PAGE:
Understanding Why You’re Underpaid Resources

Newsflash: Making less money than you’re worth is a bad thing.

OK, so this probably won’t surprise most people, but it’s fairly common for individuals to accept artificially low pay, and in an insightful Forbes post titled “The Three Reasons You’re Underpaid,” writer Liz Ryan explains why this is a mistake. It’s not simply a matter of costing yourself money and denying yourself the vacations and fancy clothes you could be enjoying.

“It isn’t humble or modest or praiseworthy to undervalue yourself,” Ryan writes. Instead, she claims, those who settle for low pay risk not being taken seriously. In the professional world, it’s all about having “mojo,” and if you give the impression you’ll settle for whatever employers are willing to give you, you might mark yourself as mojo-deficient.

So why do people get stuck earning less than they should? The first factor Ryan cites is “salary compression.” If you stay with the same company long enough, you’re likely to receive cost-of-living increases that don’t reflect what others in your industry are making. Essentially, Ryan explains, companies are betting you’re less than thrilled about the hassle and uncertainty of looking for a new job, and that you’re willing to take security over the higher wages you could be earning elsewhere.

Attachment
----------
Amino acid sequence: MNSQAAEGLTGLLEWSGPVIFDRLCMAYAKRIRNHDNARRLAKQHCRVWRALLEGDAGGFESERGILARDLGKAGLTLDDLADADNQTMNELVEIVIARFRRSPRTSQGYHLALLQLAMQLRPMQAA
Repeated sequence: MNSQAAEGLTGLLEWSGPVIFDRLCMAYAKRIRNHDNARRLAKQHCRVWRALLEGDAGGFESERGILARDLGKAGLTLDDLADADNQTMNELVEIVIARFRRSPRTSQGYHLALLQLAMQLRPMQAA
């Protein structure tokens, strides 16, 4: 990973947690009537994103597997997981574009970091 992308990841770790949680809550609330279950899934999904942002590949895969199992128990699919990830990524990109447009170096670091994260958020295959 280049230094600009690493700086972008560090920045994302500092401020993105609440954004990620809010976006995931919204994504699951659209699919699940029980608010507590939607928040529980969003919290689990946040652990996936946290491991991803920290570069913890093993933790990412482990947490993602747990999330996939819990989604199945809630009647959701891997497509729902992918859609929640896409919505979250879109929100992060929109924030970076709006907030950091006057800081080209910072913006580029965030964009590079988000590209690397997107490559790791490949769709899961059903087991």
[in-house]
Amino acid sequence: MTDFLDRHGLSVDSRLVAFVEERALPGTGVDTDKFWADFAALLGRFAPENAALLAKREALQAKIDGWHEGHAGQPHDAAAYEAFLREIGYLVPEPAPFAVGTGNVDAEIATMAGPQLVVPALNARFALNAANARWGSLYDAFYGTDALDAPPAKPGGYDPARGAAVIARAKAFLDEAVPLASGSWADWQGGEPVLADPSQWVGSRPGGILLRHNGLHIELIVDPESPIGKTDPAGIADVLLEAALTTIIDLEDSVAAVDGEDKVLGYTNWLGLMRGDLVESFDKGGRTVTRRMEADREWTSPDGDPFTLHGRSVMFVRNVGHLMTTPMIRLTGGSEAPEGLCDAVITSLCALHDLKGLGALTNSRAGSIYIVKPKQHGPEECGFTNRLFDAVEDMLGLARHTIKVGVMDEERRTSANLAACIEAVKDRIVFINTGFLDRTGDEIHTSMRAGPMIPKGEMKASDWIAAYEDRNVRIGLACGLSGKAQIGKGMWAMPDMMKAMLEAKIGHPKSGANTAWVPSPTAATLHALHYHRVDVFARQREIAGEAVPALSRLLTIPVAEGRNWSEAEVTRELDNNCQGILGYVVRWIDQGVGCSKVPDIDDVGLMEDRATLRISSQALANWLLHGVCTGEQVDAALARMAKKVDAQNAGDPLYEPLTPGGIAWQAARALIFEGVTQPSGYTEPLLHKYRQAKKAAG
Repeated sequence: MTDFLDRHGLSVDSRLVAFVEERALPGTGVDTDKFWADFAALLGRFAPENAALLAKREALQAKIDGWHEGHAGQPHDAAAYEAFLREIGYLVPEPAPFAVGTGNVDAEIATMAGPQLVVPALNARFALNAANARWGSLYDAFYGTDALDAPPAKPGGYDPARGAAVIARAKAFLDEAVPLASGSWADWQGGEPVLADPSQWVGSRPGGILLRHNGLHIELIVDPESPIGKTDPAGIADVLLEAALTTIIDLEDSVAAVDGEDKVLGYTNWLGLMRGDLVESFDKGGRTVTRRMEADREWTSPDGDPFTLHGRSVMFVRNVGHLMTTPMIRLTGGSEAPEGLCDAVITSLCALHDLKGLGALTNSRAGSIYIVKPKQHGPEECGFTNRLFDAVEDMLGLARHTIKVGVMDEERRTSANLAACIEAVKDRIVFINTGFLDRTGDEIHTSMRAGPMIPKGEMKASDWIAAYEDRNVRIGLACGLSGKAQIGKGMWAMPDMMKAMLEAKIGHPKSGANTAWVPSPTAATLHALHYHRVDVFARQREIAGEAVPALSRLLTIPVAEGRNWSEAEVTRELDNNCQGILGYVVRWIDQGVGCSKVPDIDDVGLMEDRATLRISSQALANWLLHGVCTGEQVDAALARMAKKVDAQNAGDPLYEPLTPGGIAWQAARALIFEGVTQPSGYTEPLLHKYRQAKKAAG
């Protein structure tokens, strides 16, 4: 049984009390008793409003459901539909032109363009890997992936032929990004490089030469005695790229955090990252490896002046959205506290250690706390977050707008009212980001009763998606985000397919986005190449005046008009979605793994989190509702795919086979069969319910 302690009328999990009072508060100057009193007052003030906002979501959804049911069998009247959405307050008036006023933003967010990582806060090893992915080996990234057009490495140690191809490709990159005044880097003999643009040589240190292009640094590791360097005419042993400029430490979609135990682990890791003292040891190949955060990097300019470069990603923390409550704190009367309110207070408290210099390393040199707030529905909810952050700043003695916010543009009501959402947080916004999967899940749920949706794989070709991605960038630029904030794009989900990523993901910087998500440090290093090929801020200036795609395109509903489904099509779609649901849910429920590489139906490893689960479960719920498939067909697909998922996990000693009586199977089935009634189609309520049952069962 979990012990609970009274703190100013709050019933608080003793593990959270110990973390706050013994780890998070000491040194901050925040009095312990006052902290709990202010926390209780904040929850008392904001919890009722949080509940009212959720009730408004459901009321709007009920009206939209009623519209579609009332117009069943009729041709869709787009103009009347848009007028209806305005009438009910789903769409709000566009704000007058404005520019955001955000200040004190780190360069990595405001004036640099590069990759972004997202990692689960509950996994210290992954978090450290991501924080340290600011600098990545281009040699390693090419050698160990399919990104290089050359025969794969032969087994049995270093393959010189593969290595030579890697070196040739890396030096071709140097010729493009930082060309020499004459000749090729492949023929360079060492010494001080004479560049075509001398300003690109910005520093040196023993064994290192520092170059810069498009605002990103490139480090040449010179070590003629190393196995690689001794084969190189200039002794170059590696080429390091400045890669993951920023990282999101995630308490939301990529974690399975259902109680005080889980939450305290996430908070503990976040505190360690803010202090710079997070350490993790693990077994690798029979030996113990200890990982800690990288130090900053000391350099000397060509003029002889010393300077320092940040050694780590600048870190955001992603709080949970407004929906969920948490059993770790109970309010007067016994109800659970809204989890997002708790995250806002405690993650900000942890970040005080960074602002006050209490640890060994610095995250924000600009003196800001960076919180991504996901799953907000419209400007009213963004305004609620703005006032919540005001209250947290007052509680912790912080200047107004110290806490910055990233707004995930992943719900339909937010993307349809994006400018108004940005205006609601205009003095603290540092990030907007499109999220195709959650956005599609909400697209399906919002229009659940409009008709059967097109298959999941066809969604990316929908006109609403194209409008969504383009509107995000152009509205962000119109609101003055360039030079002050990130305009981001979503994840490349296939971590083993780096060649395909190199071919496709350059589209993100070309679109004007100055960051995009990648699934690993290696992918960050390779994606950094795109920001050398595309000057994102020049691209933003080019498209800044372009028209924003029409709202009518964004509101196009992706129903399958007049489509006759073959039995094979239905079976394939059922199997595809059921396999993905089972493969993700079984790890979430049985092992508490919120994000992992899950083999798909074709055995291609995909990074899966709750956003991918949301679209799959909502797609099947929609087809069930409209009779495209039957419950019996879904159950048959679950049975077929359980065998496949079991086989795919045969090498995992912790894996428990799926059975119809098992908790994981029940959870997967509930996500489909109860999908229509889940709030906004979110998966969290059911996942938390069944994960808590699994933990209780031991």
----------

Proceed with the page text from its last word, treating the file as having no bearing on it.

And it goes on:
While salary compression is the employer’s fault — it’s bad business, Ryan says, to “play chicken” with loyal workers — the next factor, “disconnection from the talent market,” is a flaw that workers themselves must own up to. If you lose sight of what folks in your field are making, you’re doing yourself a major disservice. Do your homework and find out just how green the grass is elsewhere.

Lastly, Ryan says, it’s “fear of negotiating” that keeps people from standing up for themselves and asking for the money their work warrants. Her advice: Figure out what “business pain” you solve for your company — i.e. what makes you so valuable — and what alleviation of said pain ought to be worth. Then use this knowledge as leverage for fair compensation.

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